A Free Comedy Talk Show With the Motto - Nothing's Wrong If It's Funny

PG 275: American Capitalism

Rod, Justin and Karen discuss the need for middle management, minimum wage, mattress topper, moving up Spotify charts, making a schedule for the Nerd Off, Cheaters, the second impeachment and listener feedback.

1 Comment

  1. rodimusprime

    Hey Karen, Rod and Jilliam O’Neil

    I wanted to ask you black revolutionary negroes if you watched Judas and the Black Messiah yet. It’s free for you capitalists in the US on HBO Max, but up here in Canada, we have to pay to watch it. All those HBO Max movies are released in Canada for the theatres and pay per view, since the theatres are not yet open. So I paid the 24.99 and watched it.

    It was a great movie. I heard Shaka King on a podcast talking about getting it made. He and Ryan Coogler met at Sundance back in 2013 and hit it off. Ryan Coogler’s movie Fruitvale Station got bought but Shaka’s didn’t. Nevertheless they maintained their friendship over the years and when the opportunity to make Judas came about Coogler, now a successful filmmaker, hopped aboard as a producer and helped secure funding from a major studio. As Shaka explained it, to tell a period piece right, you need a big budget and they weren’t getting the required money independently. Inspiring story right? This is what happens when more of us get behind the camera. We bring more of us to the table. I thought so, you probably think so, but guess what? To paraphrase T’Challa, WE WERE WRRRONG, WE WERE ALL WRRRRONG. According to black communist twitter, Judas and the black Messiah ain’t nothing but capitalist propaganda co-opting brother Fred Hampton’s truth. How? Let me count the ways:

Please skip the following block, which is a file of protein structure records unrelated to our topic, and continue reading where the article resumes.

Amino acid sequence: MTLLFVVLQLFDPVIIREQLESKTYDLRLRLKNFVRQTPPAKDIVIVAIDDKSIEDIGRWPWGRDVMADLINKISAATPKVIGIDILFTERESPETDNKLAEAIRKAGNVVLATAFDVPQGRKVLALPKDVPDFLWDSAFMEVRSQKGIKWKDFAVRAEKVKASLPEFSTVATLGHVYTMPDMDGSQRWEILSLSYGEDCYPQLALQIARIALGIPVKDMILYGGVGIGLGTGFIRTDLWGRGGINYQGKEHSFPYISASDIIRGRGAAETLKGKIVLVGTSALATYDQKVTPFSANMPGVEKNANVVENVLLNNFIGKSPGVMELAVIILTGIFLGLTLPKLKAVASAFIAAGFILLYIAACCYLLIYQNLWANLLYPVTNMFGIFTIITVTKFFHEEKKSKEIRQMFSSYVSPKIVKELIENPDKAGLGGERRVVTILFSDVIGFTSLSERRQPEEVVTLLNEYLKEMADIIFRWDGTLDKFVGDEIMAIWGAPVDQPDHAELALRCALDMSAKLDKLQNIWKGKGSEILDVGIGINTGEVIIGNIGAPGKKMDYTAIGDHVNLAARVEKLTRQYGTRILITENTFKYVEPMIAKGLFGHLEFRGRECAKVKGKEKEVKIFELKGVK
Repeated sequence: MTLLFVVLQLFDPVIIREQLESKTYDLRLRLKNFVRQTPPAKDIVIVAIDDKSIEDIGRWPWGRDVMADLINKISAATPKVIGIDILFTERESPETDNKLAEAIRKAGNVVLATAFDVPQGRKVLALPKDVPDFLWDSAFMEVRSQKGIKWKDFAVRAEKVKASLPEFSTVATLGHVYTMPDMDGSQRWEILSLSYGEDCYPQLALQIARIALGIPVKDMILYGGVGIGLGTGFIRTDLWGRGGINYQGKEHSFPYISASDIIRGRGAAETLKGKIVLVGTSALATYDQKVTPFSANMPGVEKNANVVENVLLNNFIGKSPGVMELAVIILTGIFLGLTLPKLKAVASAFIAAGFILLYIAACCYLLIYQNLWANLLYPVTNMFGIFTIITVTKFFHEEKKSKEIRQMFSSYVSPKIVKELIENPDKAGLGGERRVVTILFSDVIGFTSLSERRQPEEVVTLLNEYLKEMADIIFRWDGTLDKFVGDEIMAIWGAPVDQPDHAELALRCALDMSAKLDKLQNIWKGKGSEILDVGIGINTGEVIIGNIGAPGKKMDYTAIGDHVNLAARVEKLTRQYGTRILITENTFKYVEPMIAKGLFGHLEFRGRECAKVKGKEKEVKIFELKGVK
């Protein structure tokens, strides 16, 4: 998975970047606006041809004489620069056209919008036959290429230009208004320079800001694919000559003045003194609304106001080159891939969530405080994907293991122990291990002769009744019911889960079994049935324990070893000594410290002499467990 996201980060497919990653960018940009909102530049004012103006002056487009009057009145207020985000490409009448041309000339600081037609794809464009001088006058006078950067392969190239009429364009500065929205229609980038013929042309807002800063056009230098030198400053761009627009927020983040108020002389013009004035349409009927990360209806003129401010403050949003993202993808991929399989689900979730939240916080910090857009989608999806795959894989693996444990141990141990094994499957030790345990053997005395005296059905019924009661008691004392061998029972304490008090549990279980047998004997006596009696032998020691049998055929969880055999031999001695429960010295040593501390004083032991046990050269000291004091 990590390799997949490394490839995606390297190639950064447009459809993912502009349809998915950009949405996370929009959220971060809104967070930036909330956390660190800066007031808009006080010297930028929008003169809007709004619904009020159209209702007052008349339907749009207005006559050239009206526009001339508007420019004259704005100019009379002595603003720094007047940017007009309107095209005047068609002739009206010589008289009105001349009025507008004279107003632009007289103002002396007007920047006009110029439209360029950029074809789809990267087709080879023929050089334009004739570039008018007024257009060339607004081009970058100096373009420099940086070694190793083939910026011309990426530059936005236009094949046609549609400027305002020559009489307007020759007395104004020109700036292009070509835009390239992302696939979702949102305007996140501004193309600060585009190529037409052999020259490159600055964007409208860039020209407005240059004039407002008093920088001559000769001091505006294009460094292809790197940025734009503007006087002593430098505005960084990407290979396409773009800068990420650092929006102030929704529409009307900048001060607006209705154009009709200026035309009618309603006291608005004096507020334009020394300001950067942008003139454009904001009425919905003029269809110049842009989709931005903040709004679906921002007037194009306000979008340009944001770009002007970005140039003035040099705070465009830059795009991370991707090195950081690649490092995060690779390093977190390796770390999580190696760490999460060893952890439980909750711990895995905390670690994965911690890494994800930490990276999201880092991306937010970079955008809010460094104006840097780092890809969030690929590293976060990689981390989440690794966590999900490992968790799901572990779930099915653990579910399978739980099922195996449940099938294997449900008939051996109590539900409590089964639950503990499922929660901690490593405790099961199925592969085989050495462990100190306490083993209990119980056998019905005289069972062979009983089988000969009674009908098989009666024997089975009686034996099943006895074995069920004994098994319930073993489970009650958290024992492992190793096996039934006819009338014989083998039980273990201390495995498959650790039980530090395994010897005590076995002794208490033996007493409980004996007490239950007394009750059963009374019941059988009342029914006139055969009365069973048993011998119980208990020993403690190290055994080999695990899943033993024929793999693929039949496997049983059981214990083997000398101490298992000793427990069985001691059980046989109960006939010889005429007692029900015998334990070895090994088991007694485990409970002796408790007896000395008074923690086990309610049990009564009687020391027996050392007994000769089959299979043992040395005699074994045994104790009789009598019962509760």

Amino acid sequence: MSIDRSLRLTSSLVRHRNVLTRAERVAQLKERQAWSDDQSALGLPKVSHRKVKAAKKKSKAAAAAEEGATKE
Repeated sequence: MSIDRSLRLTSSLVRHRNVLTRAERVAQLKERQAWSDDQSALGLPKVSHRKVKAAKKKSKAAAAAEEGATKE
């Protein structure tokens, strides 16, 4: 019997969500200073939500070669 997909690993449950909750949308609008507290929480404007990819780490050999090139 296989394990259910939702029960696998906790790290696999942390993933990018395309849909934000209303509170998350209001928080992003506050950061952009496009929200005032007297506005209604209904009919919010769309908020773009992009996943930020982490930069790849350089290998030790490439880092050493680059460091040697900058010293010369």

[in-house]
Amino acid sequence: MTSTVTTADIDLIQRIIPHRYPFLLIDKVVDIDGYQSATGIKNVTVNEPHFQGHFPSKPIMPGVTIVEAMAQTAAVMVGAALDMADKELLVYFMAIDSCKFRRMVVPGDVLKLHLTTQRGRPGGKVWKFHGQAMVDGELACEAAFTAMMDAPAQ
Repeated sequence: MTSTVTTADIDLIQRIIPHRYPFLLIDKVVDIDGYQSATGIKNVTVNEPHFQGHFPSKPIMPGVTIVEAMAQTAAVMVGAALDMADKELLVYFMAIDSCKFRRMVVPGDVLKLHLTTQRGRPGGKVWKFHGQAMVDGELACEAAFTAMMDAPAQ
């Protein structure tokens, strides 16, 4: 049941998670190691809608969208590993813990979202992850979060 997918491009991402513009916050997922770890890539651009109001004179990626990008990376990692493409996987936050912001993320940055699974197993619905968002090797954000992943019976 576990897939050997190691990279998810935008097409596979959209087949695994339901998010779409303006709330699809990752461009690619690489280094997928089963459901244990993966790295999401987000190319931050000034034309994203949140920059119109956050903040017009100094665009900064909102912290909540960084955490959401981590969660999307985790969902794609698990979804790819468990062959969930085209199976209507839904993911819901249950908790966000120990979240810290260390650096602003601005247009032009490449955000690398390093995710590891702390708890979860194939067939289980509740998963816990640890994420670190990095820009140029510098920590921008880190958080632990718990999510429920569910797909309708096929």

1) This film was made for 26 million capitalist dollars while Fred’s widow and now adult son have to resort to a go-fund-me to secure headquarters for the new Black Panther Cubs organisation.
    2) This capitalist screed centers that snitch William O’Neil while sidelining the true righteous brother Fred Hampton. Can you dig it?
    3) This one is the most incredulous one to me. Apparently the film makers let white supremacy off the hook by not being explicit enough in the depiction of Fred’s brutal murder at the hands of Chicago law enforcement. I thought we were supposed to rail against the cavalier depiction of black trauma?
    4) Hampton and O’Neil were 21 and 19 respectively and by using Kaluaya and Stanfield who were much older, they diminished the impact of the story.

    These criticisms come from people I’ve seen online nuttin’ all over white shit all the time. I saw the same shit with Lovecraft Country and I have to agree with what you said about that. Some of us see this black artist get major money from the establishment to produce this black-ass story and then feel the need to nitpick it to death. Make no mistake all the points made above, even if you accept them as valid (they aren’t) they would do nothing to diminish the impact of the story being told. On a happier note, Kaluya’s performance was masterful and should get awards buzz.

    Sorry for the long email but take care and keep hatin’ on these successful capitalist niggas.


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